I took the DELE B1 test in October 2016, the cost was 160 euros and I bought some books for the exam for 25 euros. Every test has a different cost, so check the website for more details on prices.
The test itself was over 2 days, one after another. One session was listening and presenting and the other session was reading, writing and more listening. Session timings vary at either 9am or in the afternoon and you can sorta choose when but not really – the school chose the sessions I would take. I took both days off work in order to study.
The results of this exam are valid for 2 years.
Here is the website on how to register for the DELE exam.
I chose International House Madrid for both the CCSE and DELE exams and other than super small desks for writing, I really liked the school. I had to email them in order to register for the DELE exam because I had difficulty registering online through the Instituto de Cervantes website and they got back to me really quickly.
Obtaining your birth certificate with Hague apostille, translated into Spanish with a traductor jurado.
You can go to your state/province/national website to apply for your birth certificate. I had to go to the US embassy and pay 50 euros for a notary in order to apply for my birth certificate and then 15 dollars for the birth certificate copy itself.
In case you need to notarize the application form, you will need to make an appointment at the Embassy for the notary here (wait time can be up to 1 month)
Once you receive the birth certificate you have to apply to have it Hague Apostilled. I used a vital records expeditor, details below.
Once you have the birth certificate with the Apostille, you need to use a traductor jurado to translate it. I used Tridiom near Sol to translate the documents, more details below.
Obtaining your national background check, translated into Spanish with a traductor jurado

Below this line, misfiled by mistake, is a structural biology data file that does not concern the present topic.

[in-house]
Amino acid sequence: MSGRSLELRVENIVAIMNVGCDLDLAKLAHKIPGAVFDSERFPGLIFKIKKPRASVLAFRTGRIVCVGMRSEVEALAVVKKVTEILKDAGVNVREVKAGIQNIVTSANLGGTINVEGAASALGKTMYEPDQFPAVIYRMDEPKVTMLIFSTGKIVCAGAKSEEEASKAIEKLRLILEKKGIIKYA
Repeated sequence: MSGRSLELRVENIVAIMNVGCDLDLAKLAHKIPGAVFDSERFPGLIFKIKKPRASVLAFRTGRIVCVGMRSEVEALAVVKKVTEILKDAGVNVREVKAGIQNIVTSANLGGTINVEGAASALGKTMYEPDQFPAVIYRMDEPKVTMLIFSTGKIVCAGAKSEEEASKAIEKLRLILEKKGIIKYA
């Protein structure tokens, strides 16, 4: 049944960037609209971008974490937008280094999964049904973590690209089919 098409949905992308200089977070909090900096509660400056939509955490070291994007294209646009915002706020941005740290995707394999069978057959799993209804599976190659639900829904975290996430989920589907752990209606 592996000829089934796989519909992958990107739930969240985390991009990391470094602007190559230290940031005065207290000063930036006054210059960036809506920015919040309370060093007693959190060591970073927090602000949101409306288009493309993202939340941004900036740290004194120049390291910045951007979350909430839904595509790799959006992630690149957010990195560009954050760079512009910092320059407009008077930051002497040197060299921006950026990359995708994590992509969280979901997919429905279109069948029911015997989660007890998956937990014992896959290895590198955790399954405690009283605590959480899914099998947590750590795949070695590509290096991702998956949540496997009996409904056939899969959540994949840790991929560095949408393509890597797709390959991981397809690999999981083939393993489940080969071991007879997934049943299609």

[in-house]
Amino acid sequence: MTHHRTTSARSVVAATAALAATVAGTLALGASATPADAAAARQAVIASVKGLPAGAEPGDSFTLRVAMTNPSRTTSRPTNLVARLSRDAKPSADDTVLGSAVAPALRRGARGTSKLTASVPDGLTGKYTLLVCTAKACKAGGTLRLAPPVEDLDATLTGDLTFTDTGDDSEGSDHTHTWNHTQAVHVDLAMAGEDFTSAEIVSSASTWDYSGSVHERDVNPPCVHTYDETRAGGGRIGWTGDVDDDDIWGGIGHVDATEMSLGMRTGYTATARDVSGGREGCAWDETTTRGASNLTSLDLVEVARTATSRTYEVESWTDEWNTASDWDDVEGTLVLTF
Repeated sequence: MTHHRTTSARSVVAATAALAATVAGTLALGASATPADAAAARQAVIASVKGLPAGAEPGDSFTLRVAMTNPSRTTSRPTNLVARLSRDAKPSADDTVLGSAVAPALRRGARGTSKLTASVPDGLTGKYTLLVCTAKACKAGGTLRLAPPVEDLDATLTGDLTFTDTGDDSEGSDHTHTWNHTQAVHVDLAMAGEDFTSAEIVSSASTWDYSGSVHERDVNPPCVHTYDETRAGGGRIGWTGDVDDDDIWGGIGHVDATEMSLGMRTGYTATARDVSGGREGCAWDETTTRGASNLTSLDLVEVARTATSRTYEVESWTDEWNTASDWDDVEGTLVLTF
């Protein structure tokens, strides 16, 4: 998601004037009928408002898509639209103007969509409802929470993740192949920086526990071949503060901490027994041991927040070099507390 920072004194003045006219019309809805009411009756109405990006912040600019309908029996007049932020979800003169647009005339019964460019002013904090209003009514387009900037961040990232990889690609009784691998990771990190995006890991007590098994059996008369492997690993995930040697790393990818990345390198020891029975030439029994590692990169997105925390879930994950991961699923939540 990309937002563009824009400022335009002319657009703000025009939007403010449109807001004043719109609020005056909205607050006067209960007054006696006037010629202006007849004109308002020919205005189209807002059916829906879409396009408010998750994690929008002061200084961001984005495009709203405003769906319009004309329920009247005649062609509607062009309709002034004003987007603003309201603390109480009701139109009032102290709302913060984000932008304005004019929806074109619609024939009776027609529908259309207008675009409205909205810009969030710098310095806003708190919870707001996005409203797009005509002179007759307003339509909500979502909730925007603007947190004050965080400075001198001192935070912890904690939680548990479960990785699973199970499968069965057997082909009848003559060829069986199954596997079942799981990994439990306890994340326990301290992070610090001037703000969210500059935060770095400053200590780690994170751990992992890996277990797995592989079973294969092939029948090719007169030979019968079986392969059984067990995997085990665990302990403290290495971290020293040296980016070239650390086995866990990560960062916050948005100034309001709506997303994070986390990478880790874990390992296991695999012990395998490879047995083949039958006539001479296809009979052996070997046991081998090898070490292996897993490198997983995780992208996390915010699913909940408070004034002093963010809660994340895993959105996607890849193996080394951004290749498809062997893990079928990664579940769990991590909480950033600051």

You need to apply for your background check from your home country to show you never had a criminal record. For US citizens this means to get a FBI background check.
If you need your fingerprints done and stamped on a specific paper, you can either print the paper out or request a paper card from the Embassy. However now that Trump is president, I don’t think they give out the cards anymore. Here is the website for US citizens.
SpainGuru did an article on this, I would recommend having a look.
I went to the Scientific Police Station (near metro Pinar del Rey) to get my huellas (fingerprints) on the card. It is walking distance from the metro, but I took a taxi because they are only open 9:00 to 13:00 and that’s pretty far and I like to sleep in. Here is their Yelp page.
You will need to bring a fingerprint card or the print out of the fingerprint card. Bring 2 just in case and tell them that the company you are using requires 2, just in case.
You need to go to the main building to go through security and then you are given a badge to walk inside the police station premises. You need to walk down the street and to the left to a blue building in the distance. Then enter the blue building, talk to another officer in the reception, and then you will be escorted upstairs to a CSI looking office where they will make you fill out a form and fingerprint you.
Once you get fingerprinted send it all off to the FBI to apply for the background check. I used Nationalbackgroundcheck.com.
Then once you get the results in the mail, you need to use an expedited service to get the Apostille. I used Zertifica for both my birth certificate and the FBI background check and it took about a month turnaround time.
Once you get the Apostille on the FBI background check and the birth certificate, you will need to use a traductor jurado. I used Tridiom near Sol. To translate my original background check, original birth certificate, and the 2 apostillas from English to Spanish it was 50 euros total.
Prices vary per state for the birth certificate apostille and the FBI apostille, so doing a breakdown here isn’t helpful, but I would “guestimate” it is about €50 each, to be around €200 in total approximately.